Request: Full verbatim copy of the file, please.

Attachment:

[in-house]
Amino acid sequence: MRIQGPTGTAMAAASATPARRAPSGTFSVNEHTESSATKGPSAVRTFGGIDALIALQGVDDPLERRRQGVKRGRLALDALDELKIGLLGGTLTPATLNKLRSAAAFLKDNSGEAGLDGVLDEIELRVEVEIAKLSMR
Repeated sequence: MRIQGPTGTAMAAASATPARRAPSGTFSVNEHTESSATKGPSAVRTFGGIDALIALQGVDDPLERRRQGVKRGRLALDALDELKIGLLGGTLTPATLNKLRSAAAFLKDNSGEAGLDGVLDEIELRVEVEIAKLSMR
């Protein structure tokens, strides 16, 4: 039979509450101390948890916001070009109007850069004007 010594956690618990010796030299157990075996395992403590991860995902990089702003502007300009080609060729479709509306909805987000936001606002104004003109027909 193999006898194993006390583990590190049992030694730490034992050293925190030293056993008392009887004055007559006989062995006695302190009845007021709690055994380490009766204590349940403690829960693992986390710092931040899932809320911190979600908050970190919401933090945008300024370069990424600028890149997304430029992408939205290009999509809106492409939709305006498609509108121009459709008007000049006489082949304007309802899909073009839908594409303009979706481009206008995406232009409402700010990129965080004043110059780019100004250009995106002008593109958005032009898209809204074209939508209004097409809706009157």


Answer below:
[in-house]
Amino acid sequence: MRIQGPTGTAMAAASATPARRAPSGTFSVNEHTESSATKGPSAVRTFGGIDALIALQGVDDPLERRRQGVKRGRLALDALDELKIGLLGGTLTPATLNKLRSAAAFLKDNSGEAGLDGVLDEIELRVEVEIAKLSMR
Repeated sequence: MRIQGPTGTAMAAASATPARRAPSGTFSVNEHTESSATKGPSAVRTFGGIDALIALQGVDDPLERRRQGVKRGRLALDALDELKIGLLGGTLTPATLNKLRSAAAFLKDNSGEAGLDGVLDEIELRVEVEIAKLSMR
């Protein structure tokens, strides 16, 4: 039979509450101390948890916001070009109007850069004007 010594956690618990010796030299157990075996395992403590991860995902990089702003502007300009080609060729479709509306909805987000936001606002104004003109027909 193999006898194993006390583990590190049992030694730490034992050293925190030293056993008392009887004055007559006989062995006695302190009845007021709690055994380490009766204590349940403690829960693992986390710092931040899932809320911190979600908050970190919401933090945008300024370069990424600028890149997304430029992408939205290009999509809106492409939709305006498609509108121009459709008007000049006489082949304007309802899909073009839908594409303009979706481009206008995406232009409402700010990129965080004043110059780019100004250009995106002008593109958005032009898209809204074209939508209004097409809706009157």